Tuesday, December 16, 2014

Cat's Cradle

Cat’s Cradle has been compared with some of George Orwell’ s dystopian stories.  There is a social satire in Cat’s Cradle just as  there is one in both Animal Farm and 1984. Yet Cat’s Cradle relies more on the plot than on the development of the characters. I am not trying to imply that characters are not well developed in Kurt Vonnegut’s Cat’s Cradle, but his approach is different.
  First of all, Kurt Vonnegut breaks the popular rule of writing fiction: “show, don’t tell”. He tells us a lot about the characters. The telling takes precedence over the showing of their identities. I don’t get to feel emotionally close to the characters, even though we learn a lot about their intimate lives. Yet this is not a flaw of the tale but a way of featuring the robotic nature of the society he portrays through humor and interesting insights.
The novel is told in first person by John, a writer who wants to research the life of the deceased scientist, Felix Hoenikker, the man who created the atomic bomb that was dropped on Hiroshima. John gets to interview his three kids who are now adults, and his life changes drastically throughout the course of the tale.
 Kurt Vonnegut creates a fictional religion, Bokononism, through which he shows a society that is more concerned about faith than about the search for truth.  But Felix Hoenikker, the venerated, controversial scientist, was different from the rest (mind you, "different" does not mean "better").
 “I suppose it’s high treason and ungrateful and ignorant and backward and anti-intellectual to call a dead man as famous as Felix Hoenikker a son of a bitch. I know all about how harmless and gentle and dreamy he was supposed to be, how he’d never hurt a fly, how he didn’t care about money and power and fancy clothes and automobiles and things, how he wasn’t like the rest of us, how he was better than the rest of us…”
 Kurt Vonnegut’s  carries us away to imaginary settings and hilarious social situations in which the characters interpret their reality under the light of their dogmatic beliefs. The novel has many twists and turns that are evidence of Vonnegut’s fascinating imagination.
  One of the most important themes  of Cat's Cradle is the role that human stupidity plays in self-destruction.

 I found some thought-provoking quotes in this novel:

“She hated people who thought too much. At that moment, she struck me as an appropriate representative for almost all mankind.”

“It was the belief of Bokonon that good societies could be built only by pitting good against evil, and by keeping the tension between the two high at all times.”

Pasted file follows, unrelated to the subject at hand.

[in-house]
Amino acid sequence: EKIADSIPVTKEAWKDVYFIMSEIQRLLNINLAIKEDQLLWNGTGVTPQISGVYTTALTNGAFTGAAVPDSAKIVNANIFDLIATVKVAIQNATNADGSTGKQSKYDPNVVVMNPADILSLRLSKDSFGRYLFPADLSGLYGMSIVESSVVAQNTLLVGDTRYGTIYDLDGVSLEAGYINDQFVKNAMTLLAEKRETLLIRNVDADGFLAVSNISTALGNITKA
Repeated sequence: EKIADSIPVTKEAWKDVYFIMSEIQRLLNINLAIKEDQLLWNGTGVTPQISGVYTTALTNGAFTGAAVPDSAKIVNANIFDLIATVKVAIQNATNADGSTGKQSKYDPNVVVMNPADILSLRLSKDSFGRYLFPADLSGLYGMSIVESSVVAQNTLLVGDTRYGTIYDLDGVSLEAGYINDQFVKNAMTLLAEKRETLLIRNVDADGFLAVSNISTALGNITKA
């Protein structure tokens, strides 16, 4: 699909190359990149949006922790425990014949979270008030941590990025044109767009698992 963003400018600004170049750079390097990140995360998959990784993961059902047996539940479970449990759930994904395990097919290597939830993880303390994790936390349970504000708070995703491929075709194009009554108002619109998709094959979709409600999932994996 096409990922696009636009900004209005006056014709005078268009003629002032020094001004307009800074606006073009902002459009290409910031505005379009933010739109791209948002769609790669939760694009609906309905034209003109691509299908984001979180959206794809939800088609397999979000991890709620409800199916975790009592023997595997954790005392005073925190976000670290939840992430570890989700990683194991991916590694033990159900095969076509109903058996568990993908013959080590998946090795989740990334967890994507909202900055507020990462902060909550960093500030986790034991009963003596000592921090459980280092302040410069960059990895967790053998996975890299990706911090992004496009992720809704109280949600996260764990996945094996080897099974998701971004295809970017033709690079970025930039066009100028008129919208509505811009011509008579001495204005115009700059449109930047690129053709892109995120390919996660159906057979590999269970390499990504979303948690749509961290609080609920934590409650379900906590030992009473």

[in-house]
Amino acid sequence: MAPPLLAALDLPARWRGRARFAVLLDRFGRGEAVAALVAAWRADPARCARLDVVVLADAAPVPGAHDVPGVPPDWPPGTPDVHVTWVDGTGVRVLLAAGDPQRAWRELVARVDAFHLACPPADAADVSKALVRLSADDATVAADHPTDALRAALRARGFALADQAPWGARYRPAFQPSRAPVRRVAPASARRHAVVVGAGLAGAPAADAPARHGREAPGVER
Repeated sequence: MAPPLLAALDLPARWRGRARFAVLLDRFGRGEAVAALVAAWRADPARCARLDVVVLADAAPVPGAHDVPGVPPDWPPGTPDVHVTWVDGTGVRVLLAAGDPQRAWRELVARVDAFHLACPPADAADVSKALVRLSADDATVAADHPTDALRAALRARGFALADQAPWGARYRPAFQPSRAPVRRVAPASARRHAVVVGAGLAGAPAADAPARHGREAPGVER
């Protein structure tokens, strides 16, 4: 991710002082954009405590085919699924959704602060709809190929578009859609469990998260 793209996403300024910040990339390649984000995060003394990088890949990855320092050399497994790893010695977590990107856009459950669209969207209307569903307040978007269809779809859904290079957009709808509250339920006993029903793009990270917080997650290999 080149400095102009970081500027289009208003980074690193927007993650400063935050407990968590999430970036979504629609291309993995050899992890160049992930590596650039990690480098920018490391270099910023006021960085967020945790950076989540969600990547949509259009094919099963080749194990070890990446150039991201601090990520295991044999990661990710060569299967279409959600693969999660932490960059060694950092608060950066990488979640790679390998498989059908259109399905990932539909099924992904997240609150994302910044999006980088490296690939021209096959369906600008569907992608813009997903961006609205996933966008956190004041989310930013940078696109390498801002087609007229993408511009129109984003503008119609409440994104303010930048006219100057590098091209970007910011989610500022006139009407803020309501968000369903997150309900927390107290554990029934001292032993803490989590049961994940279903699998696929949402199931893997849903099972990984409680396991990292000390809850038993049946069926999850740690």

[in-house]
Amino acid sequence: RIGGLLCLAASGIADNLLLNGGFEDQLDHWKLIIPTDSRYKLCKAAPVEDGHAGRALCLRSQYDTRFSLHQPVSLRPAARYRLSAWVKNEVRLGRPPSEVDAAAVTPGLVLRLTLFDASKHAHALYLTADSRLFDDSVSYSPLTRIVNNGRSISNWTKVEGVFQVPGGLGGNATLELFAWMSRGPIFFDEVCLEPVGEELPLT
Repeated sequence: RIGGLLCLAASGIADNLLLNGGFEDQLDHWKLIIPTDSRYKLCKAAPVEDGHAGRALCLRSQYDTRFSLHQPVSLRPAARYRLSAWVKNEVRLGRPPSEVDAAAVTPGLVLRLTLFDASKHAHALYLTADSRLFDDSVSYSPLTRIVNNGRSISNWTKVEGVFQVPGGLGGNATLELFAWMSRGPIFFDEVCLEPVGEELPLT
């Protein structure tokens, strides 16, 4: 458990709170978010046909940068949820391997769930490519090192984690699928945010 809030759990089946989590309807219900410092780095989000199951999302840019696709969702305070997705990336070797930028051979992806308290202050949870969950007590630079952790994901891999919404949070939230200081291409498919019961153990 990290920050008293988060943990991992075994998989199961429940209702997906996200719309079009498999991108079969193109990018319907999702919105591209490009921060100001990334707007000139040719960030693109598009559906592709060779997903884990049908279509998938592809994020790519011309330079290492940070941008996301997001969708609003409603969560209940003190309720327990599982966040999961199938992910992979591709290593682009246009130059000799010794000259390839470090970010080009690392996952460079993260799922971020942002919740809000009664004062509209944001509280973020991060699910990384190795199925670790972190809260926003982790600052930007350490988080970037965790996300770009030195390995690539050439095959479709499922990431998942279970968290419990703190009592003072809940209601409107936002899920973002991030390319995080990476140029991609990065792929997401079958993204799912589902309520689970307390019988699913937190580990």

“Sometimes I wonder if he wasn’t born dead. I never met a man who was less interested in the living. Sometimes I think that’s the trouble with the world: too many people in high places who are stone-cold dead.”

“Americans are forever searching for love in forms it never takes, in places it can never be.”

 Cat's Cradle was banned in 1972 by an Ohio School district board. The reason for this is not clear. The decision was later overturned in 1976.



    1. Thank you for your encouragement.
      Merry Christmas and Happy new Year to you too.

  2. Replies
    1. I'm glad to know you appreciate my selection of quotes. Thanks.

  3. Excellent review, Julia! Over the years, I’ve heard so much about “Cat’s Cradle” but never got around to reading Vonnegut’s book. A fictional religion “that is more concerned about faith than about the search for truth,” well, perhaps (in my opinion) not so far removed from the truth of some religions. The role that human stupidity might play in self-destruction is an interesting and provocative theme that is timely in many respects. Those quotes were very thought-provoking! So wrong that the book was banned by the Ohio school district board in 1972 and even worse that it was banned without ever having been read by that same school board. Outrageous and I am totally against banning books. I’m glad that decision was later overturned.

    1. Thank you, Madilyn.
      Your comment is thought-provoking.
      I agree with you. This story has much relevance in today's world. Vonnegut was a visionary.
      One of my New Year's resolutions is to read more books that have been banned.
      Have a lovely Sunday, my friend.

  4. Hi Julia - I knew I'd have to spend time here and with a clearer head than is sometimes around over Christmas and New Year. Interesting to read your review and notes .. and then to see the job Kurt Vonnegut did at GE ... a job I'd never have thought would be a position to have. But I live and learn ..

    This was interesting ... and yes I see you'll be reading more books that have been banned ...

    Have a very happy 2015 - cheers Hilary

    1. Thanks, Hilary.
      Interesting comment. Yes, he worked at GE.
      He was also the president of the American Humanist Association if I remember correctly.


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